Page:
I read Doctor Orient hoping for pretty much what I got: The Devil Rides Out with discotheques. The title character Dr. Owen Orient has something of a Doctor Strange background, with some vague past training in Tibetan occultism, but the focus of his abilities is on telepathy, and he prefers a parapsychological idiom to an occultist one. I don’t much favor the hyperspace gobbledygook that Orient and author Lauria use to describe parapsychological phenomena, so it was a relief that the book’s events are trained on the occult as a result of the Satanist villain (who goes by “Susej”!) and Orient’s exorcistic ally the Roman Catholic Bishop Redson.
The fourth chapter (out of twenty-five) features a Satanic initiation straight out of the pages of Dennis Wheatley’s 1960 novel The Satanist, except with better fashion sense, and with more language from Aleister Crowley’s Gnostic Mass. In addition to using Thelema as a model for his fictional Satanism, Lauria seems also to draw on Scientology, with the devotional focus of the Satanists being the “Clear Power.”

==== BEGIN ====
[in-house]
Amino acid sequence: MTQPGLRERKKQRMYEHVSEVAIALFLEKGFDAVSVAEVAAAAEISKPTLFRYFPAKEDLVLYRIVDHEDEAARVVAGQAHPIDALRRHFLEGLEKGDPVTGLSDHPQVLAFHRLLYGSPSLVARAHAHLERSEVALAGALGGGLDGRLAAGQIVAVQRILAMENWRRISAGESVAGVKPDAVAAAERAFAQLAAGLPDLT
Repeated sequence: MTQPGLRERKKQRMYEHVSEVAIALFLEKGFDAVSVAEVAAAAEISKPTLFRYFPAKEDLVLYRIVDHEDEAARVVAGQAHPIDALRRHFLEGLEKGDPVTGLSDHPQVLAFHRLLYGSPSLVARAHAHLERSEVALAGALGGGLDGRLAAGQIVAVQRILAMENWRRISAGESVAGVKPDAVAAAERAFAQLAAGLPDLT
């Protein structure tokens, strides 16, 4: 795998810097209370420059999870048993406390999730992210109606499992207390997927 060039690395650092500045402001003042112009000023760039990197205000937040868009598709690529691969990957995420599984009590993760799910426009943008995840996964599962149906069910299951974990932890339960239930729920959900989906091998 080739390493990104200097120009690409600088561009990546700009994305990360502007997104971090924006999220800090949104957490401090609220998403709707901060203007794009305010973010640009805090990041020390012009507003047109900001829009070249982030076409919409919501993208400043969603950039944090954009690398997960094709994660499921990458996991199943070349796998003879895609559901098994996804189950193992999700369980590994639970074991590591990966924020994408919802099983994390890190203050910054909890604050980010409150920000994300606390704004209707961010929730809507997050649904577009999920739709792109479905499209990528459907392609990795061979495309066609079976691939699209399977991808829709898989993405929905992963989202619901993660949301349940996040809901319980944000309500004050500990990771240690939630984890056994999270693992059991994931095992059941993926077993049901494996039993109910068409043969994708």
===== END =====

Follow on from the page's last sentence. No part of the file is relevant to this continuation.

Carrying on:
Much of the novel is told (in the third person) from the perspective of Orient or his fellow psychics, which creates some rather incoherently impressionistic passages, to the point where I wondered once if there had been editing errors disrupting the continuity. But this technique works pretty well in the book’s climax, with a hallucinatory confrontation between Orient and Susej.
There are references throughout to a larger drama including Orient’s earlier incarnations and relationships in that context, with special reference to the goddess Urvashi, but these remain fairly unexplained even at the end of the novel. I understand that Lauria went on to write several sequels, so I imagine that these features get explored further there. (Better that than the parapsychology!) I’m not scrambling to get my hands on the rest of the series, but if the next one falls in my lap, I’ll read it. [via]
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